David Bourget (Western Ontario)
David Chalmers (ANU, NYU)
Rafael De Clercq
Jack Alan Reynolds
Learn more about PhilPapers
History and Philosophy of Logic 9 (1):1-12 (1988)
This paper begins by pointing out that the Aristotelian conception of continuity (synecheia) and the contemporary topological account share the same intuitive, proto-topological basis: the conception of a ?natural whole? or unity without joints or seams. An argument of Aristotle to the effect that what is continuous cannot be constituted of ?indivisibles? (e.g., points) is examined from a topological perspective. From that perspective, the argument fails because Aristotle does not recognize a collective as well as a distributive concept of a multiplicity of points. It is the former concept that allows contemporary topology to identify some point sets with spatial regions (in the proto-topological sense of this term). This identification, in turn, allows contemporary topology to do what Aristotle was unwilling to do: to conceive the property of continuity, as well as the properties of having measure greater than zero and having n- dimension, as emergent properties. Thus, a point set can be continuous (connected) although none of its subsets of sufficiently smaller cardinality can be. Finally, the paper discusses the manner in which a topological principle, viz., the principle that none of the singletons of points of a continuum can be open sets of that continuum, captures certain aspects of the Aristotelian proto-topological conception of the relation between points and continua. E.g., for both Aristotle and contemporary topology, points in a continuum exist simple as limits of the remainder of the continuum: their singletons have empty ?interiors? and, hence, they are not ?chunks? (topologically, regular closed set) of the continuum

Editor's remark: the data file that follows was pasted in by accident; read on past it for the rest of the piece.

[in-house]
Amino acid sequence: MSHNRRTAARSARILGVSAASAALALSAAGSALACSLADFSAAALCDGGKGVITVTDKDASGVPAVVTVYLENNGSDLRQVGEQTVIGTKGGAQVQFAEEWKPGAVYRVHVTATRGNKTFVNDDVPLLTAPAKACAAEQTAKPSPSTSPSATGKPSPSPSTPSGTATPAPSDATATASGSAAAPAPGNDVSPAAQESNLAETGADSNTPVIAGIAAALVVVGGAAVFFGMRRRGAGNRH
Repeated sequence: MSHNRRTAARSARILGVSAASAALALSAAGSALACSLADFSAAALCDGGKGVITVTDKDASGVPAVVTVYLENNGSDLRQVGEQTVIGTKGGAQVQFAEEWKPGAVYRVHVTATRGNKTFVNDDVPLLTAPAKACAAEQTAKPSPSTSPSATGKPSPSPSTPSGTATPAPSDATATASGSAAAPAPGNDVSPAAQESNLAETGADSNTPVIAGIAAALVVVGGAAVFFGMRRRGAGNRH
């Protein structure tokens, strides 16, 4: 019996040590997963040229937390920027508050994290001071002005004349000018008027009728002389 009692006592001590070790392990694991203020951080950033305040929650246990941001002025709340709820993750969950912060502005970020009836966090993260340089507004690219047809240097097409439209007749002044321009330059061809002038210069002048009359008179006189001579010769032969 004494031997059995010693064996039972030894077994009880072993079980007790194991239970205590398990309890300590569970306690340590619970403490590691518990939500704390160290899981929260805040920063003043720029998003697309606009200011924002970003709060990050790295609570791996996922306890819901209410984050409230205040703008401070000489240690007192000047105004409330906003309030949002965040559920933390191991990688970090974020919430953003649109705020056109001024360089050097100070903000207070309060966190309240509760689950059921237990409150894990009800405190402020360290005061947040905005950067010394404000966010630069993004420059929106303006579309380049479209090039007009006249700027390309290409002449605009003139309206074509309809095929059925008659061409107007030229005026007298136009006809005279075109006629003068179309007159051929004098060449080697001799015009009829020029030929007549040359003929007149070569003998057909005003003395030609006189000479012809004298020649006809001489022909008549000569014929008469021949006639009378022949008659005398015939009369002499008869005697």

|Keywords||No keywords specified (fix it)|
|Categories||categorize this paper)|
Setup an account with your affiliations in order to access resources via your University's proxy server
Configure custom proxy (use this if your affiliation does not provide a proxy)
|Through your library|
References found in this work BETA
No references found.
Citations of this work BETA
Samuel Levey (2003). The Interval of Motion in Leibniz's Pacidius Philalethi. Noûs 37 (3):371–416.
D. F. M. Strauss (2010). The Significance of a Non-Reductionist Ontology for the Discipline of Mathematics: A Historical and Systematic Analysis. [REVIEW] Axiomathes 20 (1):19-52.
Similar books and articles
Iraj Kalantari & Allen Retzlaff (1979). Recursive Constructions in Topological Spaces. Journal of Symbolic Logic 44 (4):609-625.
Anne Newstead (2001). Aristotle and Modern Mathematical Theories of the Continuum. In Demetra Sfendoni-Mentzou & James Brown (eds.), Aristotle and Contemporary Philosophy of Science. Peter Lang.
Roberto Casati (2009). Does Topological Perception Rest on a Misconception About Topology? Philosophical Psychology 22 (1):77 – 81.
Athanassios Tzouvaras (1997). The Order Structure of Continua. Synthese 113 (3):381-421.
Dieter Spreen (1998). On Effective Topological Spaces. Journal of Symbolic Logic 63 (1):185-221.
Thomas Mormann (1998). Continuous Lattices and Whiteheadian Theory of Space. Logic and Logical Philosophy 6:35 - 54.
S. Salbany & Todor Todorov (2000). Nonstandard Analysis in Topology: Nonstandard and Standard Compactifications. Journal of Symbolic Logic 65 (4):1836-1840.
Steffen Lewitzka (2007). Abstract Logics, Logic Maps, and Logic Homomorphisms. Logica Universalis 1 (2):243-276.
Peter Roeper (1997). Region-Based Topology. Journal of Philosophical Logic 26 (3):251-309.
Added to index2009-08-27
Total downloads38 ( #44,275 of 1,099,034 )
Recent downloads (6 months)2 ( #175,277 of 1,099,034 )
How can I increase my downloads?